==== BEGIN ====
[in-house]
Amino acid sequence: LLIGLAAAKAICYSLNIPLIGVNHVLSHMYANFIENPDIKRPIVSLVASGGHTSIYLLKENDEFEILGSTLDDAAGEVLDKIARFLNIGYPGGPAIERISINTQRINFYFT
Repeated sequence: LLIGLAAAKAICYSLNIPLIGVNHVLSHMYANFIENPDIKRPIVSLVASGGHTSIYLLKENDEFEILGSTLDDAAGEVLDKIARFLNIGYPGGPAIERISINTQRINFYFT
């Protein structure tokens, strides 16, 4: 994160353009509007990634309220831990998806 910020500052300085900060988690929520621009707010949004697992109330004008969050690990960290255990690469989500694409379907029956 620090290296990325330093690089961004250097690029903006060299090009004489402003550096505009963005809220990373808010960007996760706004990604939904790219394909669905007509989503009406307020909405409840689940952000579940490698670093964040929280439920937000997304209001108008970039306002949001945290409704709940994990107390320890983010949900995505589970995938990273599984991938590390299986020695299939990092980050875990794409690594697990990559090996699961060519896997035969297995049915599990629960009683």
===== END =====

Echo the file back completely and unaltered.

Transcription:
[in-house]
Amino acid sequence: LLIGLAAAKAICYSLNIPLIGVNHVLSHMYANFIENPDIKRPIVSLVASGGHTSIYLLKENDEFEILGSTLDDAAGEVLDKIARFLNIGYPGGPAIERISINTQRINFYFT
Repeated sequence: LLIGLAAAKAICYSLNIPLIGVNHVLSHMYANFIENPDIKRPIVSLVASGGHTSIYLLKENDEFEILGSTLDDAAGEVLDKIARFLNIGYPGGPAIERISINTQRINFYFT
């Protein structure tokens, strides 16, 4: 994160353009509007990634309220831990998806 910020500052300085900060988690929520621009707010949004697992109330004008969050690990960290255990690469989500694409379907029956 620090290296990325330093690089961004250097690029903006060299090009004489402003550096505009963005809220990373808010960007996760706004990604939904790219394909669905007509989503009406307020909405409840689940952000579940490698670093964040929280439920937000997304209001108008970039306002949001945290409704709940994990107390320890983010949900995505589970995938990273599984991938590390299986020695299939990092980050875990794409690594697990990559090996699961060519896997035969297995049915599990629960009683």